We can see we have two processes of
$HOME/disk/pgapp/bin/postgres running with the two directories.
Now, we will connect to each of the two instances. First the primary server on our first terminal:
psql -U postgres -p 5432
Then the replica server on our second terminal:
psql -U postgres -p 5433
-p flag is used to specify the port. Using this on the primary server is technically redundant since it uses the default port. However, this is good to show that we are indeed connecting to two different ports and thus two different instances of PostgreSQL.
If we enter
\d into the Postgres shell, we can get a list of tables that are in the database. Doing so in the second terminal corresponding to our replica server we can see that our table
t1 was indeed copied over.
postgres=# \d List of relations Schema | Name | Type | Owner --------+------+-------+---------- public | t1 | table | postgres (1 row)
Let’s create a new table on the primary server to show that it will be copied over automatically to the replica.
On our first terminal enter:
postgres=# create table t2(c int, d text); CREATE TABLE postgres=# insert into t2 values (3, 'hello'); INSERT 0 1
In the second terminal enter:
postgres=# select * from t2; c | d ---+------- 3 | hello (1 row)
We can see that not only was the new table copied over from the primary server but so was the data we just inserted.
It is important to note that this relationship is only one way. That is, the replica is specifically a copy of the primary server. If we tried to create a table in the replica server we would get an error stating:
ERROR: cannot execute CREATE TABLE in a read-only transaction
This follows logically as we want the replica to be read-only to make the data from the primary server more readily available.
Physical Replication With Shipping
Shipping has a similar setup to streaming, we mostly just change some config files. That being said, on the primary server edit
wal_level = replica archive_mode = on archive_command = 'cp %p /path/to/archive/%f'
Restart the server if it is running and create a backup of the primary server:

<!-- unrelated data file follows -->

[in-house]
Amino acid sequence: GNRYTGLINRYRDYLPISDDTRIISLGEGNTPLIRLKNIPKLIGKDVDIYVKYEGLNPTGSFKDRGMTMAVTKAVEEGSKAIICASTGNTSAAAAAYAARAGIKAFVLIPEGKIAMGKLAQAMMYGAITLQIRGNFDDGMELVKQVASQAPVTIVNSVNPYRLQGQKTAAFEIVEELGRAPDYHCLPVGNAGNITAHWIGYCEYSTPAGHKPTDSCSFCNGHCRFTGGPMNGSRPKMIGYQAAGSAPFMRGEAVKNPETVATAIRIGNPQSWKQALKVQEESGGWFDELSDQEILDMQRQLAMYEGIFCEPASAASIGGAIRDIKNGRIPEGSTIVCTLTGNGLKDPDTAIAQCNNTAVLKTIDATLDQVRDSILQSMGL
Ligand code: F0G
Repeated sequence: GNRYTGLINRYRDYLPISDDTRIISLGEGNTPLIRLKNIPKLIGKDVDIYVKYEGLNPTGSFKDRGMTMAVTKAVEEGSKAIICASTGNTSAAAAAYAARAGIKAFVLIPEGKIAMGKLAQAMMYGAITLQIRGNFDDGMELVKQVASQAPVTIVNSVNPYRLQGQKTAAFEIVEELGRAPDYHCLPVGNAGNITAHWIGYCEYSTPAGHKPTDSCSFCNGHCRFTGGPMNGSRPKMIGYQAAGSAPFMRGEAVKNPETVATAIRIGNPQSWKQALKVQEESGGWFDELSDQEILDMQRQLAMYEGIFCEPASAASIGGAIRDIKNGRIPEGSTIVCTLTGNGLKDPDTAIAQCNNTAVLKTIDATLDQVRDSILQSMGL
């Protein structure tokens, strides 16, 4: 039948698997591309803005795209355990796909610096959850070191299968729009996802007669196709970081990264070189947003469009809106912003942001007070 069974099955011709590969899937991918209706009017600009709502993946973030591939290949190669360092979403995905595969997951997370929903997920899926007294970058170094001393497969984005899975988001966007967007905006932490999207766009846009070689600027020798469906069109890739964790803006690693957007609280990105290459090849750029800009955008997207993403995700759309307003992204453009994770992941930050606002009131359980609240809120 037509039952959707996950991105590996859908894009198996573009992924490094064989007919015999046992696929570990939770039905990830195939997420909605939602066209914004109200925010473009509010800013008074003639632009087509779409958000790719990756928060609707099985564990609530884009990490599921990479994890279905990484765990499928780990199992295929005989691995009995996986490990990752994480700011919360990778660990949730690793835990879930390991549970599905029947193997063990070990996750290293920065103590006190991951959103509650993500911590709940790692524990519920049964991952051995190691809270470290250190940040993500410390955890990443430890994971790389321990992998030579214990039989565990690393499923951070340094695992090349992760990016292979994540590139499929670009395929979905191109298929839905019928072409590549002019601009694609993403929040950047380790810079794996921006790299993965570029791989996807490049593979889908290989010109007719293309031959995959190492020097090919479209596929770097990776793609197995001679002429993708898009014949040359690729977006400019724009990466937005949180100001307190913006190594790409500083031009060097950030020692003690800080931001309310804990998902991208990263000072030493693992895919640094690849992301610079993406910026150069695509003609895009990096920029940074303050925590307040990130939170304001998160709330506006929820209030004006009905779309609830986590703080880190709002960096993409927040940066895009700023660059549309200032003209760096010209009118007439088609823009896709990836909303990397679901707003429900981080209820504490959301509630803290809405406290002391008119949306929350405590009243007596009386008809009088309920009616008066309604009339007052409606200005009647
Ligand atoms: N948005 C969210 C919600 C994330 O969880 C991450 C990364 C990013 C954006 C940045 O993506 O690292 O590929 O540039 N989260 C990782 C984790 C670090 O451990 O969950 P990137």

$ pg_basebackup -h localhost -U rep_user -X fetch -v -R -W -D $HOME/pg/rep
$HOME/pg/rep/postgresql.conf and edit two lines. Comment out the line starting with
archive_command and uncomment the line starting with
restore_command adding the command to use when restoring after the equality operator. The lines should look like the ones below:
#archive_command = 'cp %p /path/to/archive/%f'
restore_command = 'cp /path/to/archive/%f %p'
Startup both servers like in the streaming example and you should see the replica copying the primary. Note that shipping changes may not appear immediately as they do in streaming. Streaming has higher latency and only sends changes when WAL files are filled to the replicas.
Logical replication like physical has the same beginning setup with the servers. It involves some different configs but also some manual edits for tables to work properly.
On the primary server edit
wal_level = logical
Make sure that
pga_hba.conf on the primary server contains the correct connection permissions for the replication user.
host all rep_user localhost md5
Once all the configurations are ready, we want to start both servers and login to the interactive shell. Recall that each server is using a different port number in our example, so make sure you aren’t using the same server twice! In each server’s respective shell, we want to create a table in each with the same name and schema. If the tables are at all different, the replica will not be able to find it and we will get an error. That being said, enter the following in both terminals:
postgres=# create table t1(id int, val text);
Now that we have the same empty table in both databases, we can move on to replicating the table. On the primary server enter the following command to create a publication for table